We splashed. I got a firm grip on him, pulled myself up as I shoved him under again. 'Help! He's drowning me!'

Down we went again, struggling with each other. I yelled for help each time my head was above water. Just as help came I went limp and let go.

I stayed limp until they started to give me mouth-to-mouth resuscitation. At that point I snorted and opened my eyes'. 'Where am I?

Someone said, 'He's coming around. He's okay.'

I looked around. I was flat on my back alongside the pool. Someone had done a professional job of pulling me out with a dip-and-jerk; my left arm felt almost dislocated. Aside from that I was okay. 'Where is he? The man who pushed me in.'

'He got away.'

I recognized the voice, turned my head. My friend Mr Henderson, the purser.

'He did?'

That ended it. My rat-faced caller had scrambled out as I was being fished out and had streaked off the ship. By the time they had finished reviving me, Nasty and his bodyguards were long gone.

Mr Henderson had me lie still until the ship's, doctor arrived. He put a stethoscope on me and announced that I was okay. I told a couple of small, fibs, some near truths, and an evasion. By then the gangway had been removed and shortly a loud blast announced that we had left the dock.

I did not find it necessary to tell anyone that I had played water polo in school.

The next many days were very sweet, in the fashion that grapes grow sweetest on the slopes of a live volcano.

I managed to get acquainted (reacquainted?) with my table mates without, apparently, anyone noticing that I was a stranger. I picked up names just by waiting until someone else spoke to someone by name - remembered I the name and used it later. Everyone was pleasant to me - I not only was not 'below the salt', since the record showed that I had been aboard the full trip, but also I was at least a celebrity if not a hero for having walked through the fire.

I did not use the swimming pool. I was not sure what swimming Graham had done, if any, and, having been 'rescued', I did not want to exhibit a degree of skill inconsistent with that 'rescue'. Besides, while I grew accustomed to (and even appreciative of) a degree of nudity shocking in my former life, I. did not feel that I could manage with aplomb being naked in company.

Since there was nothing I could do about it, I put the mystery of Nastyface and his bodyguards out of my mind.

The same I was true of the all-embracing mystery of who I am and how I got here - nothing I could do about it, so don't worry about it. On reflection. I realized that I was in exactly the same predicament as every other human being alive: We don't know who we are, or where we came from, or why we are here. My dilemma was merely fresher, not different.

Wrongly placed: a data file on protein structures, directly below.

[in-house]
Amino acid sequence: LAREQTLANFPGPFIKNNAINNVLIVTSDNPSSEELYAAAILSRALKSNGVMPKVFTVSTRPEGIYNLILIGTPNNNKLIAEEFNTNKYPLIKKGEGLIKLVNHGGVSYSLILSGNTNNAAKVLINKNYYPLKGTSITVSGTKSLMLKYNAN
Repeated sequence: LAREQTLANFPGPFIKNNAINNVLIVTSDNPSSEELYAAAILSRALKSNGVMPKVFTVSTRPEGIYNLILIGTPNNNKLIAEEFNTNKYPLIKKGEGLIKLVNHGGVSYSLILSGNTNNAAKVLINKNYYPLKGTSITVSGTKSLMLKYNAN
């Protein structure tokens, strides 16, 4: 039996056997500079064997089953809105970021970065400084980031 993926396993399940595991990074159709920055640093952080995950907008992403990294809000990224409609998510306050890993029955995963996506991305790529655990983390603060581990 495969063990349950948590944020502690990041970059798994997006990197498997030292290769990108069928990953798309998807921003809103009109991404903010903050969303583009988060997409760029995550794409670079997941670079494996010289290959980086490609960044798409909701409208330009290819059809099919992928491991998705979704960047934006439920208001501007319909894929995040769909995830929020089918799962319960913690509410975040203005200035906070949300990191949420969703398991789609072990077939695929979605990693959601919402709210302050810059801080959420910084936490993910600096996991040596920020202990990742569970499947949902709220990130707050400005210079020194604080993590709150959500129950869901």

One thing (possibly the only thing) I learned in seminary was to face calmly the ancient mystery of life, untroubled by my inability to solve it. Honest priests and preachers are denied the comforts of religion; instead they must live with the austere rewards of philosophy. I never became much of a metaphysician but I did learn not to worry about that which I could not solve.

I spent much time in the library or reading in deck chairs, and each day I learned more about and felt more at home in this world. Happy, golden days slipped past like a dream of childhood.

And every day there was Margrethe.

I felt like a boy undergoing his first attack of puppy love.

It was a strange romance. We could not speak of love. Or I could not, and she did not. Every day she was my servant (shared with her other passenger guests)... and my 'mother' (shared with others? I did not. think so... but I did not know). The 'relationship was close but not intimate. Then each day, for a few moments while I 'paid' her for tying my bow tie, she was my wonderfully sweet and utterly passionate darling.

But only then.

At other times I was 'Mr Graham' to her and she called me 'sir' - warmly friendly but not intimate. She was willing to chat, standing up and with the door open; she often had ship's gossip to share with me. But her manner was always that of the perfect servant. Correction: the perfect crew member assigned to personal service. Each day I learned a little more about her. I found no fault in her.